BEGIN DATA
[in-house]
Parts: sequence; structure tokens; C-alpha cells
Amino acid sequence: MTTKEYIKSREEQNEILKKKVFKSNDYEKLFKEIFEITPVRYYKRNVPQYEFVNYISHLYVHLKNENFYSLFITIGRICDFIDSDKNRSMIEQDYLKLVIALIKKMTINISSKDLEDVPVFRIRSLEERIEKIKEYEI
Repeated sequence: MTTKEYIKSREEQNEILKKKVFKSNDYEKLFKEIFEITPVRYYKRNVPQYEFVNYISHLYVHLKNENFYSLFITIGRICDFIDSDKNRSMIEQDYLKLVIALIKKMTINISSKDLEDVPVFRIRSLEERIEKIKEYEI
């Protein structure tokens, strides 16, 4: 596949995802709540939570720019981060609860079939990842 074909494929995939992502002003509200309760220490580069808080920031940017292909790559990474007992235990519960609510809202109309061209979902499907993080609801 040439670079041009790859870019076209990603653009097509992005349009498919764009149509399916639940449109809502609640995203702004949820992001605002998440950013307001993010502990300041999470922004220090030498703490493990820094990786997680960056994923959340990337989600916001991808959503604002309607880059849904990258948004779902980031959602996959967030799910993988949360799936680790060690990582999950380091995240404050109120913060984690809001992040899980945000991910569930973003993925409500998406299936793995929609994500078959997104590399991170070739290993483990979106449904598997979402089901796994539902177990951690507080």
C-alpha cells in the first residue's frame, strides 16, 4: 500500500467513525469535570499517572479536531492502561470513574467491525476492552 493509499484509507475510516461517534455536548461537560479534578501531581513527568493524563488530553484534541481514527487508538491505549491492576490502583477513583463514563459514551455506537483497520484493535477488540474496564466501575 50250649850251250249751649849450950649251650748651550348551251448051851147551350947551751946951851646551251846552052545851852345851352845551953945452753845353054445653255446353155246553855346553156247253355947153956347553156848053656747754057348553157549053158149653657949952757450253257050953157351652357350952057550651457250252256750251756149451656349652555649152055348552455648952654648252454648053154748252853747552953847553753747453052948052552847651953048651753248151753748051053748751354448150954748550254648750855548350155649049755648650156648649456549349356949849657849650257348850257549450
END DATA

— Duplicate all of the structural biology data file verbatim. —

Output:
[in-house]
Parts: sequence; structure tokens; C-alpha cells
Amino acid sequence: MTTKEYIKSREEQNEILKKKVFKSNDYEKLFKEIFEITPVRYYKRNVPQYEFVNYISHLYVHLKNENFYSLFITIGRICDFIDSDKNRSMIEQDYLKLVIALIKKMTINISSKDLEDVPVFRIRSLEERIEKIKEYEI
Repeated sequence: MTTKEYIKSREEQNEILKKKVFKSNDYEKLFKEIFEITPVRYYKRNVPQYEFVNYISHLYVHLKNENFYSLFITIGRICDFIDSDKNRSMIEQDYLKLVIALIKKMTINISSKDLEDVPVFRIRSLEERIEKIKEYEI
């Protein structure tokens, strides 16, 4: 596949995802709540939570720019981060609860079939990842 074909494929995939992502002003509200309760220490580069808080920031940017292909790559990474007992235990519960609510809202109309061209979902499907993080609801 040439670079041009790859870019076209990603653009097509992005349009498919764009149509399916639940449109809502609640995203702004949820992001605002998440950013307001993010502990300041999470922004220090030498703490493990820094990786997680960056994923959340990337989600916001991808959503604002309607880059849904990258948004779902980031959602996959967030799910993988949360799936680790060690990582999950380091995240404050109120913060984690809001992040899980945000991910569930973003993925409500998406299936793995929609994500078959997104590399991170070739290993483990979106449904598997979402089901796994539902177990951690507080």
C-alpha cells in the first residue's frame, strides 16, 4: 500500500467513525469535570499517572479536531492502561470513574467491525476492552 493509499484509507475510516461517534455536548461537560479534578501531581513527568493524563488530553484534541481514527487508538491505549491492576490502583477513583463514563459514551455506537483497520484493535477488540474496564466501575 50250649850251250249751649849450950649251650748651550348551251448051851147551350947551751946951851646551251846552052545851852345851352845551953945452753845353054445653255446353155246553855346553156247253355947153956347553156848053656747754057348553157549053158149653657949952757450253257050953157351652357350952057550651457250252256750251756149451656349652555649152055348552455648952654648252454648053154748252853747552953847553753747453052948052552847651953048651753248151753748051053748751354448150954748550254648750855548350155649049755648650156648649456549349356949849657849650257348850257549450